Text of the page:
France postpones 'Black Friday' to help locked-down shops

  • An elderly man wears a face mask as he walks on the Champs Elysee avenue, in Paris, Thursday, Nov. 19, 2020. France has surpassed 2 million confirmed cases of coronavirus, the fourth-highest total in the world.

    An elderly man wears a face mask as he walks on the Champs Elysee avenue, in Paris, Thursday, Nov. 19, 2020. France has surpassed 2 million confirmed cases of coronavirus, the fourth-highest total in the world. Associated Press

  • FILE- In this file photo taken on Nov, 28, 2019, a customer walks down the aisle of a shop in the Carrefour Shopping center at the eve of the Black Friday event, in Cesson, western France.  In response to the coronavirus, France's government is working to get agreement from the nation's e-commerce sector and supermarket chains to delay the "Black Friday" discount shopping promotion by a week to Dec. 4.

    FILE- In this file photo taken on Nov, 28, 2019, a customer walks down the aisle of a shop in the Carrefour Shopping center at the eve of the Black Friday event, in Cesson, western France. In response to the coronavirus, France's government is working to get agreement from the nation's e-commerce sector and supermarket chains to delay the "Black Friday" discount shopping promotion by a week to Dec. 4. Associated Press

 
 
Updated 11/20/2020 11:50 AM

PARIS -- France's government on Friday got supermarket chains and e-commerce platforms like Amazon to agree to postpone 'úBlack Friday'Ě promotions, responding to concerns that shops shuttered by the nation's coronavirus lockdown are hemorrhaging business and could be hurt further if they miss out on the consumer splurge.

Under the deal brokered by the economy minister, Bruno Le Maire, 'úBlack Friday'Ě in France will now be pushed back by a week to Dec. 4, with the understanding that lockdown-shuttered businesses will have been allowed to reopen by then.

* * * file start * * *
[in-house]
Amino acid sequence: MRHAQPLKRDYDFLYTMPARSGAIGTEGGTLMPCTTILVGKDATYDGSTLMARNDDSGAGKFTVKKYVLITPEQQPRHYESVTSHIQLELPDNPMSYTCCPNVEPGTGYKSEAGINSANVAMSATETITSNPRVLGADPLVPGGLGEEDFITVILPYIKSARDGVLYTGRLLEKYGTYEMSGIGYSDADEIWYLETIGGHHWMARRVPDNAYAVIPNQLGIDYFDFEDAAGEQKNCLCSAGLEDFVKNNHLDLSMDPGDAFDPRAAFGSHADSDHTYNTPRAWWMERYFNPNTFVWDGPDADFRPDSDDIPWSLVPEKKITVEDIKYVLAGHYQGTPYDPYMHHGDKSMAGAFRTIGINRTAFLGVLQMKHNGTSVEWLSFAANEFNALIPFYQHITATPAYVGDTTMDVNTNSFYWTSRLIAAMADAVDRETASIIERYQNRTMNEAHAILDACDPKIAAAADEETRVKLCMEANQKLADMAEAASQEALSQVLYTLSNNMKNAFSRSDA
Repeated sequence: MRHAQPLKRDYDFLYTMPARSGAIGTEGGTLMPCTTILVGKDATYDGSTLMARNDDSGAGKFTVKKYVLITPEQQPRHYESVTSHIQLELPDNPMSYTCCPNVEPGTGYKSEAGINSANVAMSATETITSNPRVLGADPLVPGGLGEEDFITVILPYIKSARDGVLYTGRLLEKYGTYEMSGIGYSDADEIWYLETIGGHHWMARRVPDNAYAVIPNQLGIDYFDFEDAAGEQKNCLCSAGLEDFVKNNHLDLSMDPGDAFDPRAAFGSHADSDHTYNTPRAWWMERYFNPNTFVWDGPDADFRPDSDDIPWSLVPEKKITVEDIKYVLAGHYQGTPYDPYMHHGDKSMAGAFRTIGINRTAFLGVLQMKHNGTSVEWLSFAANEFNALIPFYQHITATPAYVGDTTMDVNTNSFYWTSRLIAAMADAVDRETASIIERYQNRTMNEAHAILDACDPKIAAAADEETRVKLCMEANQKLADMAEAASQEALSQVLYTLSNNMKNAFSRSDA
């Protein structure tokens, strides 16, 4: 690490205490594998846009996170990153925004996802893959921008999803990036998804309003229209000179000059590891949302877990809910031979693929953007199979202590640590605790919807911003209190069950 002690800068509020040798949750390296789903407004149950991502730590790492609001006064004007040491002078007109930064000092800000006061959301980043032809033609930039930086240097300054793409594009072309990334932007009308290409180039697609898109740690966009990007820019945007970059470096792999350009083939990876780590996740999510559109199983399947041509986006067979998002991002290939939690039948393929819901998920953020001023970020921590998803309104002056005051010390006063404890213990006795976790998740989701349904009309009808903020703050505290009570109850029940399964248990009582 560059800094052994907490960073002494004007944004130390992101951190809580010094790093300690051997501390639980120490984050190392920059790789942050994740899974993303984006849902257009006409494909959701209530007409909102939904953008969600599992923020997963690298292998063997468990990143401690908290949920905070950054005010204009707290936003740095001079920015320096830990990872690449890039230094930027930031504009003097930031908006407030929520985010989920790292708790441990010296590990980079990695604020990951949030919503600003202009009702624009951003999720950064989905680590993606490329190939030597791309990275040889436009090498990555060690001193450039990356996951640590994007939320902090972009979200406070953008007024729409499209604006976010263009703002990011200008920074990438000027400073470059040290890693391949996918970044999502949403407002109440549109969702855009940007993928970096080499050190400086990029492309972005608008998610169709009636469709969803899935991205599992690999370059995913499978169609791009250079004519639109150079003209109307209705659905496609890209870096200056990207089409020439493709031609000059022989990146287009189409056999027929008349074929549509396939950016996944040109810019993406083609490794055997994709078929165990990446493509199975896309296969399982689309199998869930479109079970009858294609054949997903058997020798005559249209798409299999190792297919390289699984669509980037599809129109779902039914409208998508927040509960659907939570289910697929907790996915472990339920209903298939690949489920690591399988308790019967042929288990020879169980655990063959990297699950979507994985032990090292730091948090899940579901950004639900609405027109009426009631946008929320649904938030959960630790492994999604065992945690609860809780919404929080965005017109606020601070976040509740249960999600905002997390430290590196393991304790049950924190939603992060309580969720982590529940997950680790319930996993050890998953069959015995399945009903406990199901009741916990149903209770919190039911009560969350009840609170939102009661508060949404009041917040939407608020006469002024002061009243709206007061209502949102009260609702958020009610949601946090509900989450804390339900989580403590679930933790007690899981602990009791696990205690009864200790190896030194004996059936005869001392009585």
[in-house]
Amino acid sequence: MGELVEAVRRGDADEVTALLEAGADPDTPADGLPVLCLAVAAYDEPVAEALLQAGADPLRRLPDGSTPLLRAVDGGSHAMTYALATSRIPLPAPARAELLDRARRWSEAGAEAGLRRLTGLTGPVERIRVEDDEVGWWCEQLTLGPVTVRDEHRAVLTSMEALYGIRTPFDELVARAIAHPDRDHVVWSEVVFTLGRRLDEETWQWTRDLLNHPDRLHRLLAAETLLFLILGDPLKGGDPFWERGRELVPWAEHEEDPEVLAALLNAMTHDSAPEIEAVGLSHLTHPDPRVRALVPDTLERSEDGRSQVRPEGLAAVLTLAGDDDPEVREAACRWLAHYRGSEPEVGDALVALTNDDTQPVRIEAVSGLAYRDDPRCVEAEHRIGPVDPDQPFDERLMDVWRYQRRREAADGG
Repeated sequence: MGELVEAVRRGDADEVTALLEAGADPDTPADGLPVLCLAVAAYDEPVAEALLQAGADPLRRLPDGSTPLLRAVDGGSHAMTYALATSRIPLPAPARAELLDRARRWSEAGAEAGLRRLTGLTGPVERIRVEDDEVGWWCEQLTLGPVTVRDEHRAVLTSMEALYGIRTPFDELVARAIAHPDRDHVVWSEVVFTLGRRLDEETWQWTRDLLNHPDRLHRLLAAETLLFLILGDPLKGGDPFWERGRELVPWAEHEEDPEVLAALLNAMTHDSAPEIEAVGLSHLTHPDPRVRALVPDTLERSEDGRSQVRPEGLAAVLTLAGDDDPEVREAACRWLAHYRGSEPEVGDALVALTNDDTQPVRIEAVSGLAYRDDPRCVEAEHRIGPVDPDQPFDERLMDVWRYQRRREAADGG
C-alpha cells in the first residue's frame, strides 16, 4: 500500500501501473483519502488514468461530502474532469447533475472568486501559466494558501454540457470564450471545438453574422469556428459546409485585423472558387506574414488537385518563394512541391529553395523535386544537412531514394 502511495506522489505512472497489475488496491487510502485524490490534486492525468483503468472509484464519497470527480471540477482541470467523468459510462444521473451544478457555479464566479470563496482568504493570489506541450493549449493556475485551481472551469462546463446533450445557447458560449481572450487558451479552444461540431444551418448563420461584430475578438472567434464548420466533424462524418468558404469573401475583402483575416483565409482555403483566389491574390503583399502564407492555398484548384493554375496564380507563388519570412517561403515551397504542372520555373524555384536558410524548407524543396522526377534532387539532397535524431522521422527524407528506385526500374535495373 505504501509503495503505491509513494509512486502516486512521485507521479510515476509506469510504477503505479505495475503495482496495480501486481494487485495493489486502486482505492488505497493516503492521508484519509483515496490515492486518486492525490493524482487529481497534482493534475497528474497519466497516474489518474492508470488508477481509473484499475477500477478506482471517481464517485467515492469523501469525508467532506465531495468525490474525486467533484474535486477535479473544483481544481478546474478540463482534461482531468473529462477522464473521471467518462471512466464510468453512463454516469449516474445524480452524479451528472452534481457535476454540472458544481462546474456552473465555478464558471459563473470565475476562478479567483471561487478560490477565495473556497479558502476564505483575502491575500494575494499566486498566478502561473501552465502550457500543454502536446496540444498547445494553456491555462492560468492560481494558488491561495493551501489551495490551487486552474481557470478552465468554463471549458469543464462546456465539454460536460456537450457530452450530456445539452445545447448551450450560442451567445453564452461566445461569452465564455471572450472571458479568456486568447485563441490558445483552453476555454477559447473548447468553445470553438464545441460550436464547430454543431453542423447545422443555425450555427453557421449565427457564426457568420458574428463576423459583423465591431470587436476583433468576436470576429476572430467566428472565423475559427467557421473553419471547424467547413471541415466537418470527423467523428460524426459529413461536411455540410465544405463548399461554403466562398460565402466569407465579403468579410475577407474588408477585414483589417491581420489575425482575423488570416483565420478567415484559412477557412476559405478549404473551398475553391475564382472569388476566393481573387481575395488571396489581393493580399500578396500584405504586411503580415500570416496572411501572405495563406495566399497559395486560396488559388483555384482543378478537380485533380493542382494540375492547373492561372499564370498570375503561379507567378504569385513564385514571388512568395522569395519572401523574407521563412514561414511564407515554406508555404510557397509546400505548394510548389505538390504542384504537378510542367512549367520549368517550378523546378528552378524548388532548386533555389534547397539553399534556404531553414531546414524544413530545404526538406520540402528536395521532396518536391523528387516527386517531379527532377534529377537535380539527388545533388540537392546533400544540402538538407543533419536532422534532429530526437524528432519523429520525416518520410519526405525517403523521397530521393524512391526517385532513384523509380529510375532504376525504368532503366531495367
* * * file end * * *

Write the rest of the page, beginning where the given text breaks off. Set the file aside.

The ministry said support for the delay ended up being unanimous among commerce, e-commerce and supermarket representatives who took part in two days of talks. It said a 'úspirit of responsibility and solidarity'Ě prevailed.

With the lockdown starting to bring France's latest virus surge back under control, the government is facing pressure to allow businesses closed as 'únon-essential'Ě to reopen. But it is also mindful of the risk of infections speeding up again if restrictions are lifted too soon, too quickly. The approach of 'úBlack Friday," originally scheduled for Nov. 27 in France, had brought the dilemma to a head.

Postponing "Black Friday'Ě until real-world stores have reopened would allow them to also profit from consumer spending on cut-price goods ahead of Christmas.

The director of Amazon France, Frederic Duval, told France Info radio on Friday before the meeting that the e-commerce distributor was ready to sign up to a delay. Its 'úBlack Friday'Ě promotions will be pushed back to Dec. 4, he said. The delay applies only to Amazon France, he added. In several other countries Amazon was launching a week of deals already on Friday.

by signing up you agree to our terms of service
                                                                                                                                                                                                                       
 

The focus on 'úBlack Friday'Ě is part of what has become a wider debate in France about the lopsided effects of lockdowns, with businesses deemed 'únon-essential" forced to close while some big distributors and e-commerce sites have thrived as consumers have shopped online instead.

In a boost to florists, among businesses that found themselves on the 'únon-essential" list, the government allowed sales of Christmas trees from Friday, granting a lockdown exception to the traditional decoration that, arguably, could be regarded as perhaps not strictly essential.

Paris florist Ieda Fusco was thrilled.

'úIf we can't open our shops for Christmas it will be very difficult for the sector,'Ě she said. 'úThere are already a lot of flower shops that suffer greatly so, today, we need help and coherence.'Ě

0 Comments
                                                                                                                                                                                                                       
 
Article Comments ()
Guidelines: Keep it civil and on topic; no profanity, vulgarity, slurs or personal attacks. People who harass others or joke about tragedies will be blocked. If a comment violates these standards or our terms of service, click the X in the upper right corner of the comment box. To find our more, read our FAQ.